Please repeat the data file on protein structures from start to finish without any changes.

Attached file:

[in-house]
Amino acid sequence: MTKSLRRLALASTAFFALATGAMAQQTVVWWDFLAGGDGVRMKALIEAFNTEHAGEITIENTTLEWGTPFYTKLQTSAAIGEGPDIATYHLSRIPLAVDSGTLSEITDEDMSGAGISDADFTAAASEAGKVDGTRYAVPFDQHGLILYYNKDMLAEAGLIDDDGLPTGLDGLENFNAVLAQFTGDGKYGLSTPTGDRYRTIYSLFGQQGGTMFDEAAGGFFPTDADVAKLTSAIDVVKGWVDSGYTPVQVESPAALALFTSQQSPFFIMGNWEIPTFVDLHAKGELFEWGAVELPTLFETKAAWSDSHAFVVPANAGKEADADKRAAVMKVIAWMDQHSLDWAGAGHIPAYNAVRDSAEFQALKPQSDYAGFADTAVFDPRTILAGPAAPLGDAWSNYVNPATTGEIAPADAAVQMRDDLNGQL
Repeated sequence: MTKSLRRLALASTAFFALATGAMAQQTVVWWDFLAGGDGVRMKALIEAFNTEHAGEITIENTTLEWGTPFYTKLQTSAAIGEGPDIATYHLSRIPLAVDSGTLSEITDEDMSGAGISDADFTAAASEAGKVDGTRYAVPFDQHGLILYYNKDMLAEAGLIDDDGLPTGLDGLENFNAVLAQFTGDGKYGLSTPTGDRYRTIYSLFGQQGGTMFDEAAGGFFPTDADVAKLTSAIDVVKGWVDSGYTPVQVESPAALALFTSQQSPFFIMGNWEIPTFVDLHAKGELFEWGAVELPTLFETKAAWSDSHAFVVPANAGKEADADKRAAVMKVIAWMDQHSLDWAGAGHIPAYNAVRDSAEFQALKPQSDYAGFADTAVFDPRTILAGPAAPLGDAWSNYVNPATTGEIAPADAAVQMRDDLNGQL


[in-house]
Amino acid sequence: MTKSLRRLALASTAFFALATGAMAQQTVVWWDFLAGGDGVRMKALIEAFNTEHAGEITIENTTLEWGTPFYTKLQTSAAIGEGPDIATYHLSRIPLAVDSGTLSEITDEDMSGAGISDADFTAAASEAGKVDGTRYAVPFDQHGLILYYNKDMLAEAGLIDDDGLPTGLDGLENFNAVLAQFTGDGKYGLSTPTGDRYRTIYSLFGQQGGTMFDEAAGGFFPTDADVAKLTSAIDVVKGWVDSGYTPVQVESPAALALFTSQQSPFFIMGNWEIPTFVDLHAKGELFEWGAVELPTLFETKAAWSDSHAFVVPANAGKEADADKRAAVMKVIAWMDQHSLDWAGAGHIPAYNAVRDSAEFQALKPQSDYAGFADTAVFDPRTILAGPAAPLGDAWSNYVNPATTGEIAPADAAVQMRDDLNGQL
Repeated sequence: MTKSLRRLALASTAFFALATGAMAQQTVVWWDFLAGGDGVRMKALIEAFNTEHAGEITIENTTLEWGTPFYTKLQTSAAIGEGPDIATYHLSRIPLAVDSGTLSEITDEDMSGAGISDADFTAAASEAGKVDGTRYAVPFDQHGLILYYNKDMLAEAGLIDDDGLPTGLDGLENFNAVLAQFTGDGKYGLSTPTGDRYRTIYSLFGQQGGTMFDEAAGGFFPTDADVAKLTSAIDVVKGWVDSGYTPVQVESPAALALFTSQQSPFFIMGNWEIPTFVDLHAKGELFEWGAVELPTLFETKAAWSDSHAFVVPANAGKEADADKRAAVMKVIAWMDQHSLDWAGAGHIPAYNAVRDSAEFQALKPQSDYAGFADTAVFDPRTILAGPAAPLGDAWSNYVNPATTGEIAPADAAVQMRDDLNGQL